Falling Off the Wagon

March 31, 2007 at 5:39 pm (Money)

No, it’s not the wagon you’re thinking of. I’ve never really been "on" that wagon to begin with. It’s our "Financial Peace" wagon.

For the last 6 years or so we have been big proponents of Dave Ramsey and Financial Peace University. We started classes at our church and led them for several years before giving the ministry over to someone else.

In the first 9 months or so of following Dave’s advice we paid off all our credit card debt and our student loans, finished paying off one car, sold another car, and got a free car from my grandmother’s estate. When my daughter was born 4 years ago we had gotten ourselves into a position where I could quit working full time and stay home with her and Noah, then 3.  The only debt we currently have is the very little we owe on our mortgage that we hope to have paid off in a year or two. (You can read a little more about that, here.)

But in the last couple of years as hubby has gotten raises and I’ve had freelance money we have both gotten lax in our spending habits.  Most of it is my fault as I’m the one who does the budget, pays the bills, etc.  Well at the end of June I will no longer have my part-time (from home) job that I’ve had w/ the employer I was working for before Natalie was born. That, plus the fact that our church is headed into a building campaign, has forced us to take a hard look at the budget, reprioritize and for me to buckle down.

The biggest step is going back to the trusty envelope system. If you’ve never heard of it, here’s how it works. When preparing your budget, separate out the items that get paid w/ a check (or online) like your utilities, mortgage, etc. Everything else (groceries, eating out, entertainment, etc.) is a CASH category. Add up all the amounts you have budgeted for your cash categories. On payday (so we do this twice a month) go to the ATM and withdraw that amount of money. Then make an envelope for each category and put the correct amount of cash in the envelope.

Then when you’re at the grocery store you pay out of the grocery envelope. Kids want to stop at McDonald’s? Check the "eating out" envelope and see if there’s money left. My kids have heard me say, more than once, "no money in the envelope guys".

Yes, you may borrow from one envelope to pay for something else but here’s the catch. When the cash is GONE, your spending stops! You don’t fork over the debit card, you just don’t buy it. It is the only way that we have ever really done a good job at sticking to our budget.

Studies have shown that people who pay cash for things will spend 12-18% less. That’s probably at least $100 per month, maybe more. If you’ve never tried the envelope system, you can start easy. Try it for just your grocery money for the month. See if it doesn’t surprise you.

Since I’m not a huge fan of having 6 different white envelopes in my purse I went online the other day to buy a new Financial Peace University Envelope System/wallet. It has the envelopes built in along with a coin area, and space for your checkbook. And my heavens, now it comes in pretty colors (used to be just boring black). When I saw that they had it in a blue and brown design (my favorite colors) I took it as a sign from God 🙂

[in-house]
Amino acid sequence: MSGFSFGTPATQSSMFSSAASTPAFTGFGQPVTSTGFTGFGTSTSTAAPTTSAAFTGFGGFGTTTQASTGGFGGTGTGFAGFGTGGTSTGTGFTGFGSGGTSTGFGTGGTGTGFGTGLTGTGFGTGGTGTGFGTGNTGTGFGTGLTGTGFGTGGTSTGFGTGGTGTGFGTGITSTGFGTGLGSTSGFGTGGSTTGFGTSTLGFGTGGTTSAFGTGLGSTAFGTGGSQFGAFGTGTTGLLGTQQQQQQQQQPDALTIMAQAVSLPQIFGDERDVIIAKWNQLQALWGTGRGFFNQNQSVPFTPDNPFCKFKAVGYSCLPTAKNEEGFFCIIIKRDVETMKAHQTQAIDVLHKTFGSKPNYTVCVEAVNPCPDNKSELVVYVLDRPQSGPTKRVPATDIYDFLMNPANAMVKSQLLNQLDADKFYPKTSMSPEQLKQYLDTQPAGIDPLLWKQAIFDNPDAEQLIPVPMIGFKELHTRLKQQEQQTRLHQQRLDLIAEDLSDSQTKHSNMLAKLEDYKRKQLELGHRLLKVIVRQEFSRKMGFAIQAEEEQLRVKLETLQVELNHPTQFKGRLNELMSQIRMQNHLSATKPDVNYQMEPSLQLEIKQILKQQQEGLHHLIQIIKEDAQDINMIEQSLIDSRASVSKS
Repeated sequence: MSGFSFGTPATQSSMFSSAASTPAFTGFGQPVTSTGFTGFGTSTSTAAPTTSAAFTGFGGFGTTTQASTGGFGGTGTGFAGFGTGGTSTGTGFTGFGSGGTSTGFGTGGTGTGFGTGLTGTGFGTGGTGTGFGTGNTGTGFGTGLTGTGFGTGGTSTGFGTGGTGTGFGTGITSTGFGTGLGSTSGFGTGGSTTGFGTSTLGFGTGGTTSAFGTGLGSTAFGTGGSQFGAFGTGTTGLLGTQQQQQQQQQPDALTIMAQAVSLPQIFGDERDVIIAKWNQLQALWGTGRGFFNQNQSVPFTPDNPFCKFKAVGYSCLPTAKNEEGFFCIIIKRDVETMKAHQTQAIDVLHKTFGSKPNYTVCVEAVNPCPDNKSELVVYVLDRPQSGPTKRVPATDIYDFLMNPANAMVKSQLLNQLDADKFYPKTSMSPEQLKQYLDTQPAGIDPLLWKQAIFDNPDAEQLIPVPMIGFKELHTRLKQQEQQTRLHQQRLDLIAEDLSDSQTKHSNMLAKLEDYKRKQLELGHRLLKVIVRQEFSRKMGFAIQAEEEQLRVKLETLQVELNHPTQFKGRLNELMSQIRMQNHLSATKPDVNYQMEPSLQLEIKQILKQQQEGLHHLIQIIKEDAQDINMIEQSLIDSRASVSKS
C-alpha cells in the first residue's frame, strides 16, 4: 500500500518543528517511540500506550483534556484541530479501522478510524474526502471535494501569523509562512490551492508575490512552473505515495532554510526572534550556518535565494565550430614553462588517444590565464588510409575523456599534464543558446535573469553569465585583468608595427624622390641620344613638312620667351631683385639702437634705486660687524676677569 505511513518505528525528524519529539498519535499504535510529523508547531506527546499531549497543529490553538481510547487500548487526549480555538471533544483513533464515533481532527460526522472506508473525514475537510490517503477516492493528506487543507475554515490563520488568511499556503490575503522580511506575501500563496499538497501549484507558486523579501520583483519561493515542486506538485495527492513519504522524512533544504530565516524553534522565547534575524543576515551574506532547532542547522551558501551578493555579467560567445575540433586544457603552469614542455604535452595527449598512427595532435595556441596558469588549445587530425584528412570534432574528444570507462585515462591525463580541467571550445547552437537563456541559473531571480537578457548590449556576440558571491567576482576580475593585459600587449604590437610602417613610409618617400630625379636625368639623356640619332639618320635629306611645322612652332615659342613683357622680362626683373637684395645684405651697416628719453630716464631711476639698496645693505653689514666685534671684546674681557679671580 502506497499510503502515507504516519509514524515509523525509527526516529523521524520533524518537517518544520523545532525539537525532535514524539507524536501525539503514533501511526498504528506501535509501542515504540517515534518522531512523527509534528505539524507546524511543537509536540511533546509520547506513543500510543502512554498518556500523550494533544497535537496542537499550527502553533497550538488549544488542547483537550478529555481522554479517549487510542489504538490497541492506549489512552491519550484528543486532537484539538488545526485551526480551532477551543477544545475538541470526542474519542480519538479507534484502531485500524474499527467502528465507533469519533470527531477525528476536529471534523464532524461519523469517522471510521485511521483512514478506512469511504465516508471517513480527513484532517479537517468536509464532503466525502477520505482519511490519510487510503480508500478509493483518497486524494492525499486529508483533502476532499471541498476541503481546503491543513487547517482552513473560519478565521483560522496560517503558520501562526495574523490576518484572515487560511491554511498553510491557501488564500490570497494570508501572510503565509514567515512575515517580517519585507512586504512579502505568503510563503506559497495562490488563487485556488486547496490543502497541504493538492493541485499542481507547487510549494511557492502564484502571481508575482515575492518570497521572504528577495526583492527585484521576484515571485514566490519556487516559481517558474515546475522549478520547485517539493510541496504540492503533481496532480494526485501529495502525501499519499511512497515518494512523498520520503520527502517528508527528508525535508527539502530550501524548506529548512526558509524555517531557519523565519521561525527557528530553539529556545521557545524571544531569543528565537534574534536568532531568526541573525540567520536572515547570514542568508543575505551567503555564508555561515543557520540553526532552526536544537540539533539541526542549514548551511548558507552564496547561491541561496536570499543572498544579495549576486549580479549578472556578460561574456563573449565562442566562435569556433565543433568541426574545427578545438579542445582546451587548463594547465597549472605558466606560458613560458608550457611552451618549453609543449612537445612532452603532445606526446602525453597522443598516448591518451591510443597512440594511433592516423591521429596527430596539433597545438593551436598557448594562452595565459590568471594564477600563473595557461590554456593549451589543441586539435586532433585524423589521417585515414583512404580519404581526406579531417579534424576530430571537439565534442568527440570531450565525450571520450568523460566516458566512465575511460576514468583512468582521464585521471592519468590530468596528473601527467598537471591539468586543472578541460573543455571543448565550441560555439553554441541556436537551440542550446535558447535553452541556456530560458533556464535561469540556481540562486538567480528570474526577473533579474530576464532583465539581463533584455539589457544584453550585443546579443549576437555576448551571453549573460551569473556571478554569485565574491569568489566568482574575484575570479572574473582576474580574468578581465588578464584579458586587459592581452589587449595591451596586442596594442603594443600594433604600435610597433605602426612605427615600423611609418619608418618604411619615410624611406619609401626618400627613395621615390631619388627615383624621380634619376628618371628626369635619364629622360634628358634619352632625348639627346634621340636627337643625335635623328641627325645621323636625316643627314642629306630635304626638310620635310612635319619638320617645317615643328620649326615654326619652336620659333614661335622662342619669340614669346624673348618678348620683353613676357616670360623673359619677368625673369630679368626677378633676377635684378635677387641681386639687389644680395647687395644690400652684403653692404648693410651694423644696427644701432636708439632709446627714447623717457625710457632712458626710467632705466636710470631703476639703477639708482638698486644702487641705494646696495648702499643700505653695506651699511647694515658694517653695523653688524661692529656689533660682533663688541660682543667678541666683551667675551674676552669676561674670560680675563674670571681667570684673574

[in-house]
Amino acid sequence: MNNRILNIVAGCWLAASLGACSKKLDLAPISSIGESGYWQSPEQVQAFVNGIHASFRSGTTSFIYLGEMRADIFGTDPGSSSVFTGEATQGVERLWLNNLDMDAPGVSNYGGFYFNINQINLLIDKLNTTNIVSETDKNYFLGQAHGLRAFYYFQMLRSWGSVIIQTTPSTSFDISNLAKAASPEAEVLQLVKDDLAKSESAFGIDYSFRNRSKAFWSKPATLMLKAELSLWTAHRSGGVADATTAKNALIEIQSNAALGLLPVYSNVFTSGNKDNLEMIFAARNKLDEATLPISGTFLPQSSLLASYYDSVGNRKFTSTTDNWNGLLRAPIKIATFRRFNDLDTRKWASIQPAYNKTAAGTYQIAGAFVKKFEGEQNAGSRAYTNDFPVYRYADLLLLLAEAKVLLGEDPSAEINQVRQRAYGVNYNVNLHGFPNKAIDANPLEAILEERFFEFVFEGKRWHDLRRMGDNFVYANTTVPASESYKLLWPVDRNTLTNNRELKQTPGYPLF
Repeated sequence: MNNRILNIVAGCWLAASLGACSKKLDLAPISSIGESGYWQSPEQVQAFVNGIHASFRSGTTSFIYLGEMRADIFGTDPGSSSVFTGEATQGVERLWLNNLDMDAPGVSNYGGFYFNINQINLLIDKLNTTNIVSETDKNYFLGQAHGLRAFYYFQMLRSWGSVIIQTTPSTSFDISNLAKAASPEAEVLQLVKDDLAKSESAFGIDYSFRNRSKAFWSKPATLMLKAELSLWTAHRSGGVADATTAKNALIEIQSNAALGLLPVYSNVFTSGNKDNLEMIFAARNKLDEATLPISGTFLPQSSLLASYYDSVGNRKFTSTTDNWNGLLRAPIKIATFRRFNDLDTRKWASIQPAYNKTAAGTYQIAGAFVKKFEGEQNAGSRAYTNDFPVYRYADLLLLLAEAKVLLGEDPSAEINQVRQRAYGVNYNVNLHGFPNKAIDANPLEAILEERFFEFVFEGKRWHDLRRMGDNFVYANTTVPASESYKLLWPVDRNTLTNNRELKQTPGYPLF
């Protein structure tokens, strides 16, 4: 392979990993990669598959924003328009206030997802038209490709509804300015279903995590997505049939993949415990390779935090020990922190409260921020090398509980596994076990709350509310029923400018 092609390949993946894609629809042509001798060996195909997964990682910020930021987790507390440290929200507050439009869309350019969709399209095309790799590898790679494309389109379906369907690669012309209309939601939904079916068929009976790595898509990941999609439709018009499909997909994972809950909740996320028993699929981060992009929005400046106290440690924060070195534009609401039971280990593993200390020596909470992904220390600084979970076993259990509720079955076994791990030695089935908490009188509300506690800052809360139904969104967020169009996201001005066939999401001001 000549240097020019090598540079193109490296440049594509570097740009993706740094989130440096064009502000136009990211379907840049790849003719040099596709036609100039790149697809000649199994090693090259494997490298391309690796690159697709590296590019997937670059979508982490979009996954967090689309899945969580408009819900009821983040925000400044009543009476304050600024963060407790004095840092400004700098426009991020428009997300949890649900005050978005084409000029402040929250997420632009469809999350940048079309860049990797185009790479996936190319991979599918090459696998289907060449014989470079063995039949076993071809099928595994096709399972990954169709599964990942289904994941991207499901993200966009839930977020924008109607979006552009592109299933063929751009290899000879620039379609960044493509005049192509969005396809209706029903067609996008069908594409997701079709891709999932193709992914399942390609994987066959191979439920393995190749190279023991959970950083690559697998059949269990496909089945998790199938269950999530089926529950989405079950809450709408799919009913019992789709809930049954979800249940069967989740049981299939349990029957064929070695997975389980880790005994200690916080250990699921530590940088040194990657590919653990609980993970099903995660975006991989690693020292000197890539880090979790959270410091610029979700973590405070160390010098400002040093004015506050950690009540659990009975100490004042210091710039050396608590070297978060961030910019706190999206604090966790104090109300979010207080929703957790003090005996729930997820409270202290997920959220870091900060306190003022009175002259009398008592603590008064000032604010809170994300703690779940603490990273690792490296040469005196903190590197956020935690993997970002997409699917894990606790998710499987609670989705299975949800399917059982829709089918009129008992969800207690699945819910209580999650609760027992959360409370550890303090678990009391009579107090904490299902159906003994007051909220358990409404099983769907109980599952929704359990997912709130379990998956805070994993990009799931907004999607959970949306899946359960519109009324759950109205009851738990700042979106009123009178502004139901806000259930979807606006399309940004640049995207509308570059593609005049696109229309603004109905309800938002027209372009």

For this month we are also saving all our receipts and tracking our spending to make sure that we’re budgeting the right amount in the right categories.

NOTE: The only exception to the cash rule is that we use our debit card for gas so we can pay at the pump. But the amount is still budgeted, it’s just left in the checking account. Not really any way to overspend there (as long as you don’t go IN the convenience store).

If anyone is in need of financial help I would HIGHLY recommend Dave’s program. You could start with his book "Total Money Makeover". To find a FPU class in your area, click here. He also has a great call in radio show/podcast that you can find here. He is never boring, highly entertaining and speaks about finances in a very practical, easy to understand way.

P.S. Because people always ask here is our cash categories (yours may vary):

  • Groceries
  • Husbands Lunches Out
  • Medicine
  • Hair Care (mostly my cuts and color which don’t happen every month)
  • Household (cleaning supplies, stamps, organizational stuff, home improvement projects, etc.)
  • Clothing (gets more money in spring and winter when I have to get kids new clothes)
  • Babysitting (for twice monthly date nights)
  • Entertaining/Eating Out (movies, date night meals, McDonald’s stops)
  • Fun Money (hubby and I get equal amount that is ours to do with as we please – golf, scrapbooking, etc.)
  • Gifts (birthdays, etc.)


  1. Stacey said,

    I know what you mean about not staying on track! We’ve been having a really hard time with it lately, too! We’ve been meaning to sit down and rethink our budget but haven’t had time. Gotta make it a priority! Thanks for the reminder : )

  2. Cathy Gumm said,

    I still have your “Total Money Makeover” book so if you need it before I get home it is in the bookcase by the computer.

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